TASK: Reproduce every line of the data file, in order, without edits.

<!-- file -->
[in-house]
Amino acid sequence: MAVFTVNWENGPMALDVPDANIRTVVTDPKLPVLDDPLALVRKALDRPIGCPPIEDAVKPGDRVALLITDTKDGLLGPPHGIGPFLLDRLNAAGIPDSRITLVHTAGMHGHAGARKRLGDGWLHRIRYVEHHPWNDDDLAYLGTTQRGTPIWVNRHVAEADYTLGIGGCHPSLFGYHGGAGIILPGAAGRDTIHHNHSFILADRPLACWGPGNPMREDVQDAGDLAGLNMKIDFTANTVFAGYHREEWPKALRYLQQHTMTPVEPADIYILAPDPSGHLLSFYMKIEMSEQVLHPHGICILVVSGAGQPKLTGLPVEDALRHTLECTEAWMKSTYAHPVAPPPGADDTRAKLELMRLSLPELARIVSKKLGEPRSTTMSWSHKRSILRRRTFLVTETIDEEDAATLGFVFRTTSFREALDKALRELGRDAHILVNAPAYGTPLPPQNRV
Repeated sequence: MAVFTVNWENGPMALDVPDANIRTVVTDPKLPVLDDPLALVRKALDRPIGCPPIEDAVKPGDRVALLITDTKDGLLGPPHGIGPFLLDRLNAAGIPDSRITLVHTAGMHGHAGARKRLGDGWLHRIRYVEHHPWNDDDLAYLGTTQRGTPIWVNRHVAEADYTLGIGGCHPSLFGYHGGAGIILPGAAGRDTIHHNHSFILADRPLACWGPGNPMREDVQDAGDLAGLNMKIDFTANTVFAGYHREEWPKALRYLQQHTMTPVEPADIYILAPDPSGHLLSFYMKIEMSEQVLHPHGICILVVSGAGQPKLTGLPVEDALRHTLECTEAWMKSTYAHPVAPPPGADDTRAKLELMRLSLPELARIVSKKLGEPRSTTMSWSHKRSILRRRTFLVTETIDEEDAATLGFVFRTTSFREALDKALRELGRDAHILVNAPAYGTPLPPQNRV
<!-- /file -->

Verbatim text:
[in-house]
Amino acid sequence: MAVFTVNWENGPMALDVPDANIRTVVTDPKLPVLDDPLALVRKALDRPIGCPPIEDAVKPGDRVALLITDTKDGLLGPPHGIGPFLLDRLNAAGIPDSRITLVHTAGMHGHAGARKRLGDGWLHRIRYVEHHPWNDDDLAYLGTTQRGTPIWVNRHVAEADYTLGIGGCHPSLFGYHGGAGIILPGAAGRDTIHHNHSFILADRPLACWGPGNPMREDVQDAGDLAGLNMKIDFTANTVFAGYHREEWPKALRYLQQHTMTPVEPADIYILAPDPSGHLLSFYMKIEMSEQVLHPHGICILVVSGAGQPKLTGLPVEDALRHTLECTEAWMKSTYAHPVAPPPGADDTRAKLELMRLSLPELARIVSKKLGEPRSTTMSWSHKRSILRRRTFLVTETIDEEDAATLGFVFRTTSFREALDKALRELGRDAHILVNAPAYGTPLPPQNRV
Repeated sequence: MAVFTVNWENGPMALDVPDANIRTVVTDPKLPVLDDPLALVRKALDRPIGCPPIEDAVKPGDRVALLITDTKDGLLGPPHGIGPFLLDRLNAAGIPDSRITLVHTAGMHGHAGARKRLGDGWLHRIRYVEHHPWNDDDLAYLGTTQRGTPIWVNRHVAEADYTLGIGGCHPSLFGYHGGAGIILPGAAGRDTIHHNHSFILADRPLACWGPGNPMREDVQDAGDLAGLNMKIDFTANTVFAGYHREEWPKALRYLQQHTMTPVEPADIYILAPDPSGHLLSFYMKIEMSEQVLHPHGICILVVSGAGQPKLTGLPVEDALRHTLECTEAWMKSTYAHPVAPPPGADDTRAKLELMRLSLPELARIVSKKLGEPRSTTMSWSHKRSILRRRTFLVTETIDEEDAATLGFVFRTTSFREALDKALRELGRDAHILVNAPAYGTPLPPQNRV